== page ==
What is the difference between freehold and leasehold?
Before buying a home, it’s essential to know whether it’s freehold or leasehold. It’s the difference between owning your property outright and having a landlord.
Owning a property freehold means you own the whole building and the land it stands on. Most houses – not ones divided into flats – are sold on this basis. When buying a freehold property, you are listed on the land register. You’re responsible for any and all costs incurred to maintain the fabric of the building, common parts and land.
While this might sound like a big responsibility, the benefit is that you won’t need to pay ground rent, service charges or management fees, and you’re able to modify the property to your tastes – seeking planning or building permission where required.
Leasehold means you effectively lease a property for a number of years. This is common for flats or apartments, and less common with houses. You will have bought and signed a lease agreement for the property from the freeholder, often referred to as the landlord.
When buying a leasehold, the more number of years on the lease, the better. Leases can last as long as 999 years! After this time, the lease reverts back to the freeholder. Avoid buying properties with 80 years or less left on the lease. Securing mortgages on these properties is difficult and you may have to shell out for expensive renewal fees if you wish to remain in the property after the lease has expired.
You don’t own the property outright when you buy a leasehold. As a result, you may face restrictions and additional charges.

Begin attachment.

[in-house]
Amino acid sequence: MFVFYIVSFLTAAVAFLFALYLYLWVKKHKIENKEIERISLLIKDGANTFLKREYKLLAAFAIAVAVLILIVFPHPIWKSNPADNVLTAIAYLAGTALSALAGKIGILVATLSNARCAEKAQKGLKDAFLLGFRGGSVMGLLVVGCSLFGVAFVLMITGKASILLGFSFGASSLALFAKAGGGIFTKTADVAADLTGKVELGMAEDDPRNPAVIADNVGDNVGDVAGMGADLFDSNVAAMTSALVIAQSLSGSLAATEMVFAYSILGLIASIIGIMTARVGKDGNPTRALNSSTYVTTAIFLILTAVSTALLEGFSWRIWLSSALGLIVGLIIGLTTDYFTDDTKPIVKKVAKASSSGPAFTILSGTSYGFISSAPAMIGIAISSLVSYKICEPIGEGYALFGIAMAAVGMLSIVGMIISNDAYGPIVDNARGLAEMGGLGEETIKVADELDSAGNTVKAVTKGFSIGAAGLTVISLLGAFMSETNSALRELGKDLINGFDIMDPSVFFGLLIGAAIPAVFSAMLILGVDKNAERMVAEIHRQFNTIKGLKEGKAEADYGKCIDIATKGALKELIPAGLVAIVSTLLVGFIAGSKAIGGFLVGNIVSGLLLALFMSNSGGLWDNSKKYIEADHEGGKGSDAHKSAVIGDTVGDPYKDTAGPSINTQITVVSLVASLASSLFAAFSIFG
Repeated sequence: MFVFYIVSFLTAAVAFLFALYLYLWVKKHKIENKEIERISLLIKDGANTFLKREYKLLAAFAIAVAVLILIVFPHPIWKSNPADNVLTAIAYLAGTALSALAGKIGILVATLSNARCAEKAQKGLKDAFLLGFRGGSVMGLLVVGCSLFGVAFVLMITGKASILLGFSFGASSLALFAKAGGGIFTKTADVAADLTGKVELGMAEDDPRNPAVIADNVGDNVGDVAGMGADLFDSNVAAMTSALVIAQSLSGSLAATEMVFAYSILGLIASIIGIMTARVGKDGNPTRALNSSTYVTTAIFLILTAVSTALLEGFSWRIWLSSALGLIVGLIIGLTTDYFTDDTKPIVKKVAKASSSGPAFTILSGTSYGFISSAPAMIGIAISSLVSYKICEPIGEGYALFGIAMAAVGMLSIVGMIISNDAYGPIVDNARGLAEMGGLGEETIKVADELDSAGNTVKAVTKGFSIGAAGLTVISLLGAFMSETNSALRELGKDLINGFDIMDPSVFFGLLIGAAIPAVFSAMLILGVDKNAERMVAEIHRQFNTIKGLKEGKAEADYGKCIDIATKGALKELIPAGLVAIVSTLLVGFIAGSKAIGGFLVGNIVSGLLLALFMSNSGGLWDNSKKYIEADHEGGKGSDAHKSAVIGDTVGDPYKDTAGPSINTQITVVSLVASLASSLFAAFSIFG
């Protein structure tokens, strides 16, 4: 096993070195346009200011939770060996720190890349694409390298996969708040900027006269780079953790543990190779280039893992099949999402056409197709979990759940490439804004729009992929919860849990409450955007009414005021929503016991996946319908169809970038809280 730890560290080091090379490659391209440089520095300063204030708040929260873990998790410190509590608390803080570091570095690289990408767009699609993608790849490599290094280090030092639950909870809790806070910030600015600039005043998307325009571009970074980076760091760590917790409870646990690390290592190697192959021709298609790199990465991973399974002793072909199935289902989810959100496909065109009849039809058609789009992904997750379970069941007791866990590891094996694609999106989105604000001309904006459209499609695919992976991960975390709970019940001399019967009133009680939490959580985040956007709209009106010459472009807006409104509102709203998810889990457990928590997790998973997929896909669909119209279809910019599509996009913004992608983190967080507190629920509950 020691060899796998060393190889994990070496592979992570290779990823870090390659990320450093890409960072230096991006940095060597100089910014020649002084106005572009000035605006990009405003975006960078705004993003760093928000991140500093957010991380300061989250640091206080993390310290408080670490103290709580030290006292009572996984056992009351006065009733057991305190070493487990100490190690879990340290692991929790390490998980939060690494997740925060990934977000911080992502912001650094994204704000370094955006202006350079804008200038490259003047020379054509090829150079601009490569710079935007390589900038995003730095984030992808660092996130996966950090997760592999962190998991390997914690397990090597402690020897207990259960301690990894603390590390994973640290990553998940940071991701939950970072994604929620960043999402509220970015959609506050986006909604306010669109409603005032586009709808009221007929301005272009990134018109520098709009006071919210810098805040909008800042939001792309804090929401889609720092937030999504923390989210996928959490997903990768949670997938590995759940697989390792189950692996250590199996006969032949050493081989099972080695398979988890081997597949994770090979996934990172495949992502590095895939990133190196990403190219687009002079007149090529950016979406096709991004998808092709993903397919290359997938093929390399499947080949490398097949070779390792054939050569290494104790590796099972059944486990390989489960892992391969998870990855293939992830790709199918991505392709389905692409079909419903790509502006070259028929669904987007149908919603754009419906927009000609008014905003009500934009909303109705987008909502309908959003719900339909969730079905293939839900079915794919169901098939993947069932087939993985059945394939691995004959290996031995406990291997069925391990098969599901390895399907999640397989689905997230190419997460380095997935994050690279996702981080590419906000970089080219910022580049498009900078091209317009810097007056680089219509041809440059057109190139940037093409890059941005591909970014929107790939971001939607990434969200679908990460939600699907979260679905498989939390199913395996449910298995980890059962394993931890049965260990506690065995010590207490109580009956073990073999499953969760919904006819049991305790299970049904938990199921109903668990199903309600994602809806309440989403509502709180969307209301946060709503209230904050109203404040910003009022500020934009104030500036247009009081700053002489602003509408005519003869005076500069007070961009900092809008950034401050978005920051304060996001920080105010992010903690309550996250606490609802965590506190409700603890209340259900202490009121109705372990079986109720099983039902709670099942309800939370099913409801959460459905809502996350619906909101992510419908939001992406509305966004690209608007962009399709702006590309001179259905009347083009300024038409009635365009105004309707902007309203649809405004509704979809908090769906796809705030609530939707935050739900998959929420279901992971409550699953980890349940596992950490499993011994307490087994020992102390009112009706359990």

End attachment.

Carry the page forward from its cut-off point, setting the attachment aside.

For example, you’ll need the freeholder’s permission to do certain things. This is known as requesting a ‘licence for alterations’. From asking to keep a pet, to seeking permission to knock walls through, actions you may need to ask the freeholder about can vary from property to property.
Ground rent and service fees apply, too. These annual fees are charged to the leaseholders for the maintenance of the building. Primarily, these fees are put towards building insurance, but also cover the upkeep of common areas, entrance ways, building security or roofing and structural repairs.
The only time this is not the case is if the leaseholders have been awarded the Right to Manage.
What is Right to Manage?
Unhappy with how the freeholder’s managing agents look after the property, or are spending the service charge funds? You could apply to take over certain building management duties from the freeholder. This is known as ‘The Right to Manage’ and is awarded by the First Tier Tribunal.
To gain Right to Manage responsibilities, multiple leaseholders need to apply collectively. For more information on qualifying for Right to Manage, visit the Leasehold Advisory Service.
Share of freehold
Should you choose to buy a leasehold property, in many cases you may be eligible to collectively purchase the freehold. ‘Collective enfranchisement’ is when a group of leasehold property owners act together to buy the freehold of the property. Owning the freehold is an attractive prospect, because you’ll have more freedom over your property. Sounds great, but the road to get there is complicated.
We strongly recommend researching the complexities of owning a share of the freehold, seeking legal advice before making your first move. Sites like gov.uk and lease-advice.org are great starting points.
Is the property freehold or leasehold?
Finding out whether the property you’re looking to buy is freehold or leasehold should be easy. If it’s not clearly stated on the property advert, ask the estate agent. Always make sure you know this before agreeing to buy.
While we’ve touched on some of the complexities surrounding freehold and leasehold ownership, this should only be taken as a brief guide. Future decisions you want to make regarding your property could be greatly affected by whether it’s freehold or leasehold so always talk to your estate agent, or a legal body like Citizens Advice if you’re unsure how your rights as an owner might be affected.
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